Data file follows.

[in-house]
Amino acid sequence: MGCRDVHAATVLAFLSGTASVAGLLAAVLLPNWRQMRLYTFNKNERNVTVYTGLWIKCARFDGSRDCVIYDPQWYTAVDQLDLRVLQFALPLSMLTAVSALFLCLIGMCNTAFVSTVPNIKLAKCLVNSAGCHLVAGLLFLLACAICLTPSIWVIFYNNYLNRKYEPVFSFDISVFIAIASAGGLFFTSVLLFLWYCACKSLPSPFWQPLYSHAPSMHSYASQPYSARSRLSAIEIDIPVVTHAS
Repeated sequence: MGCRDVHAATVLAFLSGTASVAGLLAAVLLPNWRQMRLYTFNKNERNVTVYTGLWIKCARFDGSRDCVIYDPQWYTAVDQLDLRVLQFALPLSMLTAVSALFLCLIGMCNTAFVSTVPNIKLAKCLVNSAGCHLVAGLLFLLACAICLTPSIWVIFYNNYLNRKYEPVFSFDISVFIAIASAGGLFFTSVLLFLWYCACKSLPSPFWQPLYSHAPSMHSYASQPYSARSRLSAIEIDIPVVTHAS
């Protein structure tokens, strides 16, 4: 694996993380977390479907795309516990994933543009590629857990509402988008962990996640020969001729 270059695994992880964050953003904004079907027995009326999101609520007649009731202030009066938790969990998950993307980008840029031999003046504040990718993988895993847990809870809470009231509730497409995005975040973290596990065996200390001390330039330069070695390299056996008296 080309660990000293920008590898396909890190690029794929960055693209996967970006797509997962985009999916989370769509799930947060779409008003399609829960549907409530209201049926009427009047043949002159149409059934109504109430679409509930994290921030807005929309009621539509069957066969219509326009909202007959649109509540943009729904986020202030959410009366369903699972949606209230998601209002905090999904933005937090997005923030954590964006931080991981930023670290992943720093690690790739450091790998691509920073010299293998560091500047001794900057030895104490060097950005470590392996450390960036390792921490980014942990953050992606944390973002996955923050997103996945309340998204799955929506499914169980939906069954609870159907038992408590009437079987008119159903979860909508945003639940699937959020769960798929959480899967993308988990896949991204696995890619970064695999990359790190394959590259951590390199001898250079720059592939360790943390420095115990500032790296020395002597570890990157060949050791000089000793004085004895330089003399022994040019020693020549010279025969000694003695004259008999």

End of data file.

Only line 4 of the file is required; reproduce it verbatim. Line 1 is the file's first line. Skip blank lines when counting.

């Protein structure tokens, strides 16, 4: 694996993380977390479907795309516990994933543009590629857990509402988008962990996640020969001729 270059695994992880964050953003904004079907027995009326999101609520007649009731202030009066938790969990998950993307980008840029031999003046504040990718993988895993847990809870809470009231509730497409995005975040973290596990065996200390001390330039330069070695390299056996008296 080309660990000293920008590898396909890190690029794929960055693209996967970006797509997962985009999916989370769509799930947060779409008003399609829960549907409530209201049926009427009047043949002159149409059934109504109430679409509930994290921030807005929309009621539509069957066969219509326009909202007959649109509540943009729904986020202030959410009366369903699972949606209230998601209002905090999904933005937090997005923030954590964006931080991981930023670290992943720093690690790739450091790998691509920073010299293998560091500047001794900057030895104490060097950005470590392996450390960036390792921490980014942990953050992606944390973002996955923050997103996945309340998204799955929506499914169980939906069954609870159907038992408590009437079987008119159903979860909508945003639940699937959020769960798929959480899967993308988990896949991204696995890619970064695999990359790190394959590259951590390199001898250079720059592939360790943390420095115990500032790296020395002597570890990157060949050791000089000793004085004895330089003399022994040019020693020549010279025969000694003695004259008999």